On her latest CD, Krall covers jazz standards with her trademark cool-yet-committed vocal delivery.
'It Was a Beautiful Day in August/You Can Depend on Me'
Diana Krall is the undisputed superstar of jazz-inflected singers in the last decade or so, and her new album on Verve, From This Moment On — mostly standards done with big-band arrangements — is a return to her usual form.
In 2004, she took a wobbly excursion into singer-songwriter territory under the influence of her singer-songwriter husband, Elvis Costello. The couple is expecting twins this November, which might slow her torrid creative pace just a hair.
Krall took the jazz world by the horns back in the mid-1990s, when her cool, understated approach to singing combined with her femme fatale looks and manner to make her the darling of audiences too young to remember names like Billie Holliday and Ella Fitzgerald. She was, of her generation, the closest in spirit to those august figures, even if her initial strength was as a pianist, not a vocalist.
In that sense, she can be likened to Chet Baker, the hard-living trumpeter who became similarly popular in the '50s with his whispery vocals and restrained sense of swing. Both are instrumentalists who added singing to their repertoire later. They make up for their modest technical gifts with a soft, breathy, sensual sound and persona. Even though she is an honest woman now, the photos of Krall on her Web site have her wearing heels in bed and looking sweetly seductive, a marketing ploy she is reportedly not enthusiastic about.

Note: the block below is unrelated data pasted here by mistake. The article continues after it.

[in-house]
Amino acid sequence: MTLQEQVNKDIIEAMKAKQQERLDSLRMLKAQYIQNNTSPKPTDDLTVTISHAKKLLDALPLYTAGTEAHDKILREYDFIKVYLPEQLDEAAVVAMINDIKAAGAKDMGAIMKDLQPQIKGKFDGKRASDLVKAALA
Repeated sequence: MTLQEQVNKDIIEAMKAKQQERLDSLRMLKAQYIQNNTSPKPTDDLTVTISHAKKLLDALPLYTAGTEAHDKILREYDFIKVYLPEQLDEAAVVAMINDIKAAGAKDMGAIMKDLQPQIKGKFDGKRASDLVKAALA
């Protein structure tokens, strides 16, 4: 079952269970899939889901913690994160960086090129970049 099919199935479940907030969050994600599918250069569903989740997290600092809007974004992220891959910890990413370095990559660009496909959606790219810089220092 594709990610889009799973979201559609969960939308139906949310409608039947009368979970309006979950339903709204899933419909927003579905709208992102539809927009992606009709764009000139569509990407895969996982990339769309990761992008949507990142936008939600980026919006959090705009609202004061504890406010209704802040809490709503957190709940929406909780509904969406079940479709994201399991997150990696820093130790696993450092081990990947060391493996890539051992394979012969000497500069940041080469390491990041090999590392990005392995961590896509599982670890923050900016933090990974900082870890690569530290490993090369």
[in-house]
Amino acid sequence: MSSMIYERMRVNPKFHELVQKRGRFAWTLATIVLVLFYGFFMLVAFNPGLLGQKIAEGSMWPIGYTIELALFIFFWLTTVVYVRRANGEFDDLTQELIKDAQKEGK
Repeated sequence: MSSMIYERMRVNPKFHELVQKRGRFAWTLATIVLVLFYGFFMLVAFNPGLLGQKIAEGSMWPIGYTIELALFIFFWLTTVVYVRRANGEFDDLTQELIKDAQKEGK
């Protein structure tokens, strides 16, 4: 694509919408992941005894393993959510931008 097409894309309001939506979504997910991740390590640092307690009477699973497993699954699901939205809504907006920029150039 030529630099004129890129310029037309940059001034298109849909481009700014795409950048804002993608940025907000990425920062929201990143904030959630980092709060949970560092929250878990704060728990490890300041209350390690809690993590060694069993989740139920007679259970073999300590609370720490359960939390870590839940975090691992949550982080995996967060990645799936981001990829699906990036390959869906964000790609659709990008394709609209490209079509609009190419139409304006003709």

Her mesmeric presence is undeniable in person, but her approach to vocalizing in the studio strikes me as comparatively formal and tentative. She makes phrasing decisions on the fly as a proper improviser might, but she can't see or hear two or four bars ahead, as a more architecturally-minded singer like Sarah Vaughan did.
The opening track, "It Could Happen to You," finds Krall stretching out pronouns and participles as if they merited special musical attention — rather than making invention enhance expression, as instrumentalists like John Coltrane and Miles Davis did so eloquently.
In 1994, I witnessed a fledgling Ms. Krall recording a guest vocal on an album by alto saxophonist and arranger Benny Carter. At age 87, he easily had the most modern ears in the room, and took her to task for singing a phrase with a flatted fifth in it — a cliche in the jazz idiom for many decades. "Don't go to that note," he said to her tersely. "That ain't hip anymore. Everybody plays that note." Busted by an octogenarian for sticking too closely to the playbook — that must have been a shock!
While Krall might not be the most supple swinger the jazz world has ever known, she instead has a tendency to place her notes before the beat like Sinatra sometimes did — though certainly not with the same throwaway playfulness that made Frank's approach to song sound effortless and casual, though deceptively so. By comparison, Diana Krall is guilty as charged: possession of an illegal quantity of premeditation and forethought while singing jazz.